Not surprisingly, ADM is cashing in on the new opportunities. It has chosen Brazil as the centre of its South American biodiesel operations, and within Brazil it has selected Rondonópolis in the state of Mato Grosso do Sul for its biggest investment. ADM’s new biodiesel refinery, the biggest in Brazil, will shortly come on stream, and its clients will include Blairo Maggi, the state governor, who is also one of the world’s largest soya farmers and has long had a close association with ADM. Maggi will be selling part of his soya harvest to ADM at market price and buying back the cheap biodiesel. Pig rearers and cattle farmers will be able to buy the leftover from the biodiesel production to feed to their animals. This will also mean that it will become possible to rear cattle more intensively, thus freeing land for more soya production.

Along with ADM, a host of other corporations are investing in the sector. Italian companies are spending US$480m to build four biodiesel refineries. [16] Marubeni Corporation, Japan’s fifth-largest corporation, is investing US$40m in a joint venture with the Grupo Agrenco, a large Brazilian trading company, to produce biodiesel and soya meal. José Honório Accarini, a leading government analyst, said that the government expected investment in biodiesel to reach US$1.5bn by 2013, by which time Brazil should be producing 2 billion litres of the fuel. [17]

President Lula’s original plan was for most biodiesel to be produced from castor beans cultivated by impoverished small farmers in the north-east of the country. Unlike ethanol, which in Brazil is produced on big sugar plantations, he expected biodiesel to play an important role in alleviating poverty. “As it [biodiesel] can easily be produced by small farmers in some of the poorest regions of the country, the project combines environmental protection with rural development, and reduces social inequality”, he enthused in an article specially written for the European press. [18] Indeed, President Lula introduced tax breaks for refineries purchasing from small-holders, and confidently predicted that by the end of 2007 some 350,000 people would be working in the biodiesel industry.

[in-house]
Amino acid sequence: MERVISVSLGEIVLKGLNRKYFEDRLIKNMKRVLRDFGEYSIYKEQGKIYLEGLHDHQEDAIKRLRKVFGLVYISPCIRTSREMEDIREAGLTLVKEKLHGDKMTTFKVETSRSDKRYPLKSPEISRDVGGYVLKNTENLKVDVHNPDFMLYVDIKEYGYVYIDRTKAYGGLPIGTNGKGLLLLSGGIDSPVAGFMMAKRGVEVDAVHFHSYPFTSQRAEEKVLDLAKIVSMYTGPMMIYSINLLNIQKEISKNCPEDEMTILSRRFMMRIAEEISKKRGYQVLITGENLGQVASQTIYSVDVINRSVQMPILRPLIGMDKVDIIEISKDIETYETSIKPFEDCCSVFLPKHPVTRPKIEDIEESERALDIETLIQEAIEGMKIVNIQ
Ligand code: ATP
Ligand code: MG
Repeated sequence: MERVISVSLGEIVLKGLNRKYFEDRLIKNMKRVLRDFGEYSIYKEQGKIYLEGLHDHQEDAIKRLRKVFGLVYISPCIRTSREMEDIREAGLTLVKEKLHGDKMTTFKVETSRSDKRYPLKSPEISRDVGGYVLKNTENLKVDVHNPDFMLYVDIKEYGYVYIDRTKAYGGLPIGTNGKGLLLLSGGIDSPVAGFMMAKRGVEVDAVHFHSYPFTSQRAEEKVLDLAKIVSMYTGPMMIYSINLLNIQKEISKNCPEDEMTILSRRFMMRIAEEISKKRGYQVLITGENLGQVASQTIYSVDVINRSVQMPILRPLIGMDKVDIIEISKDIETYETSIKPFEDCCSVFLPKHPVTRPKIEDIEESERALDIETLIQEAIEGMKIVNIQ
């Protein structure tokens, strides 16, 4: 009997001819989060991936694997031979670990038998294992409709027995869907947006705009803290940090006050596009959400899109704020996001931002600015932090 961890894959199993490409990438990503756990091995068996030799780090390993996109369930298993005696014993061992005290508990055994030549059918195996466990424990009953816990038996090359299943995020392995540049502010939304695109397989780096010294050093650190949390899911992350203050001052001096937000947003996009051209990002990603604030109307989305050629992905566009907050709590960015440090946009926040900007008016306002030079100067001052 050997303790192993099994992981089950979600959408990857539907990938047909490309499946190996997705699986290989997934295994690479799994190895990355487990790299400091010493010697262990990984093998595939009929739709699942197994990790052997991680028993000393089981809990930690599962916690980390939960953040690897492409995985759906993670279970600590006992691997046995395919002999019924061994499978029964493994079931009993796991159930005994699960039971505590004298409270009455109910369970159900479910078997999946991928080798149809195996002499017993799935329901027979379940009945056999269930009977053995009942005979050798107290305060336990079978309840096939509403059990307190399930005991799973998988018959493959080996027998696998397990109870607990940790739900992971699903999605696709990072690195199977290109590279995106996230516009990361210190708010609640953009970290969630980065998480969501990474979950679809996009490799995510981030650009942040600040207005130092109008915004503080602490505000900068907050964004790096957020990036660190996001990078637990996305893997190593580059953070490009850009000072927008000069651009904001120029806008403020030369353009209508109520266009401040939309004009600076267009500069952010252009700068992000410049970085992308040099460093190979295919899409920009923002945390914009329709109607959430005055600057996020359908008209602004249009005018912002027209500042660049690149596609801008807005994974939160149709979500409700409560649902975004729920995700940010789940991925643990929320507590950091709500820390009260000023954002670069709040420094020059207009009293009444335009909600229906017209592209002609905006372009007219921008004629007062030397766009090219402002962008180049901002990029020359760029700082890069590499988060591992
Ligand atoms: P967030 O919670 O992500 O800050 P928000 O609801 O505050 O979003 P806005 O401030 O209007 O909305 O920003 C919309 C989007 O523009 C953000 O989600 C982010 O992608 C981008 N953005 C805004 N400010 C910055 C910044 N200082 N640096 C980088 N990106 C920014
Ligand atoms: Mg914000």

However, even though some small farmers have enrolled in the programme, it is already clear that they will not be the dominant producers. “If this project is to succeed, it will likely need the scale that only the soya industry can bring”, said Carlo Lovatelli, head of Abiove (the Brazilian Oilseed Processors’ Association), in 2005. [19] Since then, the grip of the soya farmers on the industry has become ever tighter. Several global analysts expect Brazil to become the dominant exporter by 2020, with China the leading consumer. [20]

This means that, unless the Brazilian government takes decisive action to prevent it, soya is likely to take over most of the Amazon basin over the next decade. Within just a few years the relentless advance of the agricultural frontier into the Amazon basin is likely to push the tropical forest over the critical “tipping point” so that it starts to dry out and turn into savannah. Then, indeed, there will be no stopping the farmers, who will see no reason at all for not making economic use of the moribund forest. As the forest dies, hundreds of thousands of river dwellers, peasant families and indigenous people will be disinherited, and the world will lose an extraordinary biomass, which plays a key role in regulating the global climate. Just as serious, the destruction of the Amazon forest will release some 90 billion tonnes of carbon into the atmosphere, enough by itself to increase the rate of global warming by 50 per cent. [21]